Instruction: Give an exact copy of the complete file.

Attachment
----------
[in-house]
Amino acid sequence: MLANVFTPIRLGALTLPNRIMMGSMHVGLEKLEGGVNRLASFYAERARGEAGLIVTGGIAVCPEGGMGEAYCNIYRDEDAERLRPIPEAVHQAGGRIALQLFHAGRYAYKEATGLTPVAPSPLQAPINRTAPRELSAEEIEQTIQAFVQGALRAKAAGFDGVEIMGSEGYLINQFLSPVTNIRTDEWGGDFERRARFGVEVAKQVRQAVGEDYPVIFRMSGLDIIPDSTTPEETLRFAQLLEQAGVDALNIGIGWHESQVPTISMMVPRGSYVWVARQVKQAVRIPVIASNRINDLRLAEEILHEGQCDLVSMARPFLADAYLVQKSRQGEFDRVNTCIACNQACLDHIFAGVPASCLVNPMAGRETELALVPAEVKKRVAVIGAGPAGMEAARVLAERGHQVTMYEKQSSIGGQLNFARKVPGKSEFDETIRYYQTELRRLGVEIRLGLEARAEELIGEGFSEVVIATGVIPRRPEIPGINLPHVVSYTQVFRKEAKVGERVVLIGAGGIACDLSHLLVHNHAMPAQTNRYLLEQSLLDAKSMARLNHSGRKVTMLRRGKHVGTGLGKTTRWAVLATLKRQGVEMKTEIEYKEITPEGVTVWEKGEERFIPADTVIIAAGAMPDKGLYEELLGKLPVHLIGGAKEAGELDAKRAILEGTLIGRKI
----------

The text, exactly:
[in-house]
Amino acid sequence: MLANVFTPIRLGALTLPNRIMMGSMHVGLEKLEGGVNRLASFYAERARGEAGLIVTGGIAVCPEGGMGEAYCNIYRDEDAERLRPIPEAVHQAGGRIALQLFHAGRYAYKEATGLTPVAPSPLQAPINRTAPRELSAEEIEQTIQAFVQGALRAKAAGFDGVEIMGSEGYLINQFLSPVTNIRTDEWGGDFERRARFGVEVAKQVRQAVGEDYPVIFRMSGLDIIPDSTTPEETLRFAQLLEQAGVDALNIGIGWHESQVPTISMMVPRGSYVWVARQVKQAVRIPVIASNRINDLRLAEEILHEGQCDLVSMARPFLADAYLVQKSRQGEFDRVNTCIACNQACLDHIFAGVPASCLVNPMAGRETELALVPAEVKKRVAVIGAGPAGMEAARVLAERGHQVTMYEKQSSIGGQLNFARKVPGKSEFDETIRYYQTELRRLGVEIRLGLEARAEELIGEGFSEVVIATGVIPRRPEIPGINLPHVVSYTQVFRKEAKVGERVVLIGAGGIACDLSHLLVHNHAMPAQTNRYLLEQSLLDAKSMARLNHSGRKVTMLRRGKHVGTGLGKTTRWAVLATLKRQGVEMKTEIEYKEITPEGVTVWEKGEERFIPADTVIIAAGAMPDKGLYEELLGKLPVHLIGGAKEAGELDAKRAILEGTLIGRKI